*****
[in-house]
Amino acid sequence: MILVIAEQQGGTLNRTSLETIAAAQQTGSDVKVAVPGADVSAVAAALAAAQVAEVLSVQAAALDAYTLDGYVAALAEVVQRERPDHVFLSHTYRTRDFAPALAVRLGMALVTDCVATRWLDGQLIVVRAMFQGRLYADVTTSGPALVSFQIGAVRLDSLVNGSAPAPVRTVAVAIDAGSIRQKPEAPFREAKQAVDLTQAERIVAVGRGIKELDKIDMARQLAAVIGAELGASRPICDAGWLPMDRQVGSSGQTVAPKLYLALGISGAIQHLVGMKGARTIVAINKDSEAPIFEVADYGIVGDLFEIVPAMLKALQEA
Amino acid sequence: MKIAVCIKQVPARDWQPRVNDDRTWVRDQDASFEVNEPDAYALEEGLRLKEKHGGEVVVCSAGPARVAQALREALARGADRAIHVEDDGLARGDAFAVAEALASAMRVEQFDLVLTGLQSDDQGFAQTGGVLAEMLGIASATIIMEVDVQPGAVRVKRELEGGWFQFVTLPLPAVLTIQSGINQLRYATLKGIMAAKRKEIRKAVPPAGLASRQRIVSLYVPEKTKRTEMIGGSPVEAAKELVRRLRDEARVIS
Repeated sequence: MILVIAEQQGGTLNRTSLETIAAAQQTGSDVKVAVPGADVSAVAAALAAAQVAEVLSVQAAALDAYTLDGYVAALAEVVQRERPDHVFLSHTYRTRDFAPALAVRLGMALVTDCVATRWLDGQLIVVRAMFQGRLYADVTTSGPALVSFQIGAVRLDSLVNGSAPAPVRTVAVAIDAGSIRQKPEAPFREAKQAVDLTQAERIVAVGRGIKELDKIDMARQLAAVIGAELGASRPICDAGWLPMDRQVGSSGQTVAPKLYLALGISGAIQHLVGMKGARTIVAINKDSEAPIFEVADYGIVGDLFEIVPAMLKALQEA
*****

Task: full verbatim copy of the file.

[in-house]
Amino acid sequence: MILVIAEQQGGTLNRTSLETIAAAQQTGSDVKVAVPGADVSAVAAALAAAQVAEVLSVQAAALDAYTLDGYVAALAEVVQRERPDHVFLSHTYRTRDFAPALAVRLGMALVTDCVATRWLDGQLIVVRAMFQGRLYADVTTSGPALVSFQIGAVRLDSLVNGSAPAPVRTVAVAIDAGSIRQKPEAPFREAKQAVDLTQAERIVAVGRGIKELDKIDMARQLAAVIGAELGASRPICDAGWLPMDRQVGSSGQTVAPKLYLALGISGAIQHLVGMKGARTIVAINKDSEAPIFEVADYGIVGDLFEIVPAMLKALQEA
Amino acid sequence: MKIAVCIKQVPARDWQPRVNDDRTWVRDQDASFEVNEPDAYALEEGLRLKEKHGGEVVVCSAGPARVAQALREALARGADRAIHVEDDGLARGDAFAVAEALASAMRVEQFDLVLTGLQSDDQGFAQTGGVLAEMLGIASATIIMEVDVQPGAVRVKRELEGGWFQFVTLPLPAVLTIQSGINQLRYATLKGIMAAKRKEIRKAVPPAGLASRQRIVSLYVPEKTKRTEMIGGSPVEAAKELVRRLRDEARVIS
Repeated sequence: MILVIAEQQGGTLNRTSLETIAAAQQTGSDVKVAVPGADVSAVAAALAAAQVAEVLSVQAAALDAYTLDGYVAALAEVVQRERPDHVFLSHTYRTRDFAPALAVRLGMALVTDCVATRWLDGQLIVVRAMFQGRLYADVTTSGPALVSFQIGAVRLDSLVNGSAPAPVRTVAVAIDAGSIRQKPEAPFREAKQAVDLTQAERIVAVGRGIKELDKIDMARQLAAVIGAELGASRPICDAGWLPMDRQVGSSGQTVAPKLYLALGISGAIQHLVGMKGARTIVAINKDSEAPIFEVADYGIVGDLFEIVPAMLKALQEA